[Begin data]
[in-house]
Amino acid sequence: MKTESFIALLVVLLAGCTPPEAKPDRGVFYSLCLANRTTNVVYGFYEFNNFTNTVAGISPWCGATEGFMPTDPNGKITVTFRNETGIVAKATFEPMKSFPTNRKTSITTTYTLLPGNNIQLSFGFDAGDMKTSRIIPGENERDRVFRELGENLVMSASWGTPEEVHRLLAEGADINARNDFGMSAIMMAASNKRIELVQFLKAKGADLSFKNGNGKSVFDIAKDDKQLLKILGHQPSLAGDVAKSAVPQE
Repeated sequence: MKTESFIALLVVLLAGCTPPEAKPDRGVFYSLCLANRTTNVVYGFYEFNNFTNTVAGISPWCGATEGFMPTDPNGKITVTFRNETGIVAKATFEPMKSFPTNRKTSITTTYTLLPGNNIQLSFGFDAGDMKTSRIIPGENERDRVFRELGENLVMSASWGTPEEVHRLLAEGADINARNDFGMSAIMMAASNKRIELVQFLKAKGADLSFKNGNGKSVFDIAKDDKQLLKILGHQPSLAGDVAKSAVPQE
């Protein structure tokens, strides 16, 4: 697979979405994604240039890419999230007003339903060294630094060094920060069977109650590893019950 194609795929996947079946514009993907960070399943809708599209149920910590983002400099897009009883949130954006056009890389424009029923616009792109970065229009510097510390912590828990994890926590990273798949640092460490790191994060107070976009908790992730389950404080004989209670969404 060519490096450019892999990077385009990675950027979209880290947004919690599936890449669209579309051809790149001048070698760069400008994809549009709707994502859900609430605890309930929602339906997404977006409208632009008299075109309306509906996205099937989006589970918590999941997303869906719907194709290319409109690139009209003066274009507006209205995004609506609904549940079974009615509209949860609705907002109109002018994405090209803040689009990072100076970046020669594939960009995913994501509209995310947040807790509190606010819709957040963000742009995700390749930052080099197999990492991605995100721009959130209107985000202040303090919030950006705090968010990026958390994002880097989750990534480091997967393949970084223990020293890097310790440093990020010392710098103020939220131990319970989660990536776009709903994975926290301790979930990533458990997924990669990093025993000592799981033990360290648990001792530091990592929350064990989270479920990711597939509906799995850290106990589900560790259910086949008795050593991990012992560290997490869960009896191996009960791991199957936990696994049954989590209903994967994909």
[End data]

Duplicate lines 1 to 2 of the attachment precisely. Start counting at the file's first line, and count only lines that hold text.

[in-house]
Amino acid sequence: MKTESFIALLVVLLAGCTPPEAKPDRGVFYSLCLANRTTNVVYGFYEFNNFTNTVAGISPWCGATEGFMPTDPNGKITVTFRNETGIVAKATFEPMKSFPTNRKTSITTTYTLLPGNNIQLSFGFDAGDMKTSRIIPGENERDRVFRELGENLVMSASWGTPEEVHRLLAEGADINARNDFGMSAIMMAASNKRIELVQFLKAKGADLSFKNGNGKSVFDIAKDDKQLLKILGHQPSLAGDVAKSAVPQE